LEGOs and science are a natural pair. Many LEGO sets over the years have incorporated science and STEM, from this NASA Mars Rover set, to the LEGO Mindstorms robotics series, to the upcoming female scientist sets, which celebrate women in science and aim to encourage young girls’ interest in STEM fields.

But there are many other great ways to use LEGOs to explore a variety of scientific topics, including biology, physics, engineering, and more. Here are 10 of our favorite LEGO science activities.

1. Science through LEGO engineering

The LEGO Mindstorms series of building sets are a great way to introduce kids to robotics and programming. A project of Tufts University, LEGO Education, and others, LEGO Engineering offers detailed lesson plans for learning about science with Mindstorms. This page includes links to download free lesson plans for studying the science of sound, animals, properties of materials, and simple machines.

LEGO Engineering projects free lesson plans - 10 Fun LEGO Science Activitiesvia LEGO Engineering

2. Build a rocket car

Build a LEGO car that’s powered with a chemical reaction. This simple LEGO science activity uses just LEGO bricks, a film canister, and Alka Seltzer tablets. The link includes building directions, as well as discussion questions to ask, and data to gather and analyze.

Build LEGO rocket-cars powered by Alka Seltzer - 10 Fun LEGO Science Activitiesvia Marshall.edu

3. Engineer a skyscraper

Have you ever wondered why tall skyscrapers don’t fall during earthquakes? Engineers test their designs carefully to be sure they can withstand forces, including the shaking caused by an earthquake. One way to do this is with a shake table, which mimics an earthquake’s shaking. With a few common materials, students can build their own shake tables and use it to test a LEGO tower’s stability. Challenge students to see how high a tower they can build that will pass the shake test.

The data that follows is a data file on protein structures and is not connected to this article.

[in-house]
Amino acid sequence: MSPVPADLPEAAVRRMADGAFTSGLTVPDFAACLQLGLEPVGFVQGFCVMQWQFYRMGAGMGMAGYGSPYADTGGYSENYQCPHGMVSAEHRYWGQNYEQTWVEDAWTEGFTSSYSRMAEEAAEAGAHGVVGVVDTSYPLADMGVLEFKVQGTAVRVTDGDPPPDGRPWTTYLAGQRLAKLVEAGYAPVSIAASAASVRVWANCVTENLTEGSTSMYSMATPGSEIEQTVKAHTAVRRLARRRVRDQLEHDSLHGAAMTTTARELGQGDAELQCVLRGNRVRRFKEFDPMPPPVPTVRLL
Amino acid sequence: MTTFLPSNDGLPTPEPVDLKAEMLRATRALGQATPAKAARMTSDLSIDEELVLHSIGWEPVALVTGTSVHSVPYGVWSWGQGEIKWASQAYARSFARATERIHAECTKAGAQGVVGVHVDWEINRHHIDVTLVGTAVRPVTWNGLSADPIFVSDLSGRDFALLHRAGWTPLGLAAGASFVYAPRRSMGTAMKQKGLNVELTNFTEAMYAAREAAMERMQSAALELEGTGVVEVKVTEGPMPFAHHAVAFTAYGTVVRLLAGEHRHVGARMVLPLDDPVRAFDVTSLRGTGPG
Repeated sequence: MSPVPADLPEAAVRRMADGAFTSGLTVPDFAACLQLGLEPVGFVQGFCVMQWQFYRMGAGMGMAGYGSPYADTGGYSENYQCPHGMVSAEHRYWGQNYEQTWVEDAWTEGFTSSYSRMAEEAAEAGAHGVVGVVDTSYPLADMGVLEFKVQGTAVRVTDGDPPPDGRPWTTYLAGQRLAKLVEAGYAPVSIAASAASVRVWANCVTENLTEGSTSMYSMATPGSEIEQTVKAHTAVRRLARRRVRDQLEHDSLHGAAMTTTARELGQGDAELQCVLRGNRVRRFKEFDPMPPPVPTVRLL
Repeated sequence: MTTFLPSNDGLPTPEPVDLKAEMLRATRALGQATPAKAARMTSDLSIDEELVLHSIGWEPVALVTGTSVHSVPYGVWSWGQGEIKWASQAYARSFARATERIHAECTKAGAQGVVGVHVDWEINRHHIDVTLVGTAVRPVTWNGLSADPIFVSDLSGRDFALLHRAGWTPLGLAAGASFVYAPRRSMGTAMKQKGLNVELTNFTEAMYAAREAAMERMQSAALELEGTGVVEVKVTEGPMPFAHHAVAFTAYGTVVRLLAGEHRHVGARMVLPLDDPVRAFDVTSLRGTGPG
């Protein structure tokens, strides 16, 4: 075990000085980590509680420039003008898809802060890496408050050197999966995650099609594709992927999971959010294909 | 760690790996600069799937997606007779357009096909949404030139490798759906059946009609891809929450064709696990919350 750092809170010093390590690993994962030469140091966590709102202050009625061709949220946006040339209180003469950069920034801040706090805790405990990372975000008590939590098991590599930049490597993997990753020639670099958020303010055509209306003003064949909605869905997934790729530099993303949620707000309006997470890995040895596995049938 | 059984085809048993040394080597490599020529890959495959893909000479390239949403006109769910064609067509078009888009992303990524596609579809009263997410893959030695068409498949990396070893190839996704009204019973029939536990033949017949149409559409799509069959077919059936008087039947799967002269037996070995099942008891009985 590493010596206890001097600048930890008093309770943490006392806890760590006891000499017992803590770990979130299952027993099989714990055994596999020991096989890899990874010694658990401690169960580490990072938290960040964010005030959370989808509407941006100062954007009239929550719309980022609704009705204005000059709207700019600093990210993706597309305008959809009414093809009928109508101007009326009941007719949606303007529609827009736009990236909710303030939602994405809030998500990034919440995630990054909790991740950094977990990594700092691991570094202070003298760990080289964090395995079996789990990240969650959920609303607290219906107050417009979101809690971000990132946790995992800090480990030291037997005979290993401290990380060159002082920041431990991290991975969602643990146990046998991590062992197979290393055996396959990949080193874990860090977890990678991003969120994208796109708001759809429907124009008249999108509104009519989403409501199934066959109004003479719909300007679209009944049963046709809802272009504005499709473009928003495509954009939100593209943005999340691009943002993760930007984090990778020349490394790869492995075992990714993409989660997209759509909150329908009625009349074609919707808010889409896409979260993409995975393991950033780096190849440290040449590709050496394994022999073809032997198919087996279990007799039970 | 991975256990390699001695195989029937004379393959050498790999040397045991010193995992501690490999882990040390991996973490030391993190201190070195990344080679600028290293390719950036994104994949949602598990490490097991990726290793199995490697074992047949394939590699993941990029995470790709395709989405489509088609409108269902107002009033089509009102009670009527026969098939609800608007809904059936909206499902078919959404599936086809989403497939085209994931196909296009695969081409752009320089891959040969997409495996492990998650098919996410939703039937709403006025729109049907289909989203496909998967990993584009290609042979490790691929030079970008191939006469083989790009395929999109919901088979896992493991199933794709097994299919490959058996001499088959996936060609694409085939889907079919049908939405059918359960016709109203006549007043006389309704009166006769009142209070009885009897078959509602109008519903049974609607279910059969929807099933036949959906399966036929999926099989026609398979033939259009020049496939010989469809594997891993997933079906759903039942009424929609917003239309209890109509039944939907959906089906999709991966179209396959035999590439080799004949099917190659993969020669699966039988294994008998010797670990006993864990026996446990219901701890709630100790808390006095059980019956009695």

Build a skyscraper that can withstand an earthquake - 10 Fun LEGO Science Activitiesvia Science Buddies

4. Discover how soil affects the stability of buildings

Like the activity above, this experiment also uses a shake table to simulate an earthquake. However, while the previous experiment focused on a building’s height, this project explores how building on different types of surfaces—clay, gravel, sand, soil—will affect a structure’s stability.

Exploring Where to Build in Earthquake Country: A Study of Liquefaction - 10 Fun LEGO Science Activitiesvia Education.com

5. Build an air-powered LEGO car

Build a car powered by a balloon and experience Newton’s second law of motion in this activity. The link provides detailed directions and information about the science behind the lesson. Kids can experiment with different car shapes and designs and race to see who’s car works best. You could even try a race between your balloon-powered car and the chemical reaction car above. Which is faster?

Build a balloon-powered LEGO car  - 10 Fun LEGO Science Activitiesvia Science with Kids

6. Learn how archaeologists work to uncover fossils